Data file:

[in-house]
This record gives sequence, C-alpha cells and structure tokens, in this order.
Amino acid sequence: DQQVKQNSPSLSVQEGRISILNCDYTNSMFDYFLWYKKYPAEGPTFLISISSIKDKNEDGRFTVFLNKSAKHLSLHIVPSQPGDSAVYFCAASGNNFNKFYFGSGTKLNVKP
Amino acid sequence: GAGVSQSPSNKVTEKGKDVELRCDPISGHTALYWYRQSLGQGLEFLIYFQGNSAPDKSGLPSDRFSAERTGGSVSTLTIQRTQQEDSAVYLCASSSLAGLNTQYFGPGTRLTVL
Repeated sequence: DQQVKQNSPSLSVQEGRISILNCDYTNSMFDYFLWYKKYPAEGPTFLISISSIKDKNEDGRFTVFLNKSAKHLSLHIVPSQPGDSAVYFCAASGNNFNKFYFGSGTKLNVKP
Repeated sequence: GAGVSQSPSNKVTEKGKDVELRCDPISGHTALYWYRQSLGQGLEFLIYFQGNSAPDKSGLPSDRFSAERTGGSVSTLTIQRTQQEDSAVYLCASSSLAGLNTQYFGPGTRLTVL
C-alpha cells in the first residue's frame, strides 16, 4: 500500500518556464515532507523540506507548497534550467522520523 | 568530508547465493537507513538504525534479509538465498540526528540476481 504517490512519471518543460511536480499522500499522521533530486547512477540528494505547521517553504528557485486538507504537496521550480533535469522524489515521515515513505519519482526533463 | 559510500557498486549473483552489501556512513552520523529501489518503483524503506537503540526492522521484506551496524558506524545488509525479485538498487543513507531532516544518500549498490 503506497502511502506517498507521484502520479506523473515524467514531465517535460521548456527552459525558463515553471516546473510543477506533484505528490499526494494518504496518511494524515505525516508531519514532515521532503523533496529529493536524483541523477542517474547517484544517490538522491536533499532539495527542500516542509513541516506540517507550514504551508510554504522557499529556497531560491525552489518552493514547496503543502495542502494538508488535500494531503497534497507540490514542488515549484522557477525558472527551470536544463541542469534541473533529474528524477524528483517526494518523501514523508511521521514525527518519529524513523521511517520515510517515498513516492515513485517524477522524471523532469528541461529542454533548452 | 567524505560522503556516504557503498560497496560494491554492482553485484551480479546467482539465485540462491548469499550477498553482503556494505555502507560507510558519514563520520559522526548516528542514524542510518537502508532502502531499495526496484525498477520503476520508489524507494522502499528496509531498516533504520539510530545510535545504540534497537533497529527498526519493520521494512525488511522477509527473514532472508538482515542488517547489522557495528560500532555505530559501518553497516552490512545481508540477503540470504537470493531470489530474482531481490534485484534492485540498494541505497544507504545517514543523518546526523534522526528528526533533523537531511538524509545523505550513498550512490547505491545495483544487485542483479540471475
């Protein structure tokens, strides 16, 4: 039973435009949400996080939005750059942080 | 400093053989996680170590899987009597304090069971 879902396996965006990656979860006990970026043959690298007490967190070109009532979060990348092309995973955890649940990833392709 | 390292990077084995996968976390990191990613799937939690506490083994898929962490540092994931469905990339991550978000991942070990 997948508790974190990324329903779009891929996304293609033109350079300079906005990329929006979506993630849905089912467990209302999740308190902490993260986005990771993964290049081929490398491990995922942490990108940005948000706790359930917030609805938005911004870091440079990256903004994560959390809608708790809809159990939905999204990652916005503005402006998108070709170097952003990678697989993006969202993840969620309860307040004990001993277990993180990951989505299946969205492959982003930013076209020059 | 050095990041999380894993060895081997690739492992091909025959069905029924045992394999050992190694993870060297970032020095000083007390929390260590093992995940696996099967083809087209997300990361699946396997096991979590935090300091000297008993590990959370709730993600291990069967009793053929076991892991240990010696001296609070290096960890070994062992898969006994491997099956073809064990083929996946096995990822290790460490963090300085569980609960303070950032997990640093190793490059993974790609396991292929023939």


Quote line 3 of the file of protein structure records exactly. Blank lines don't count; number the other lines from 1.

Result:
Amino acid sequence: DQQVKQNSPSLSVQEGRISILNCDYTNSMFDYFLWYKKYPAEGPTFLISISSIKDKNEDGRFTVFLNKSAKHLSLHIVPSQPGDSAVYFCAASGNNFNKFYFGSGTKLNVKP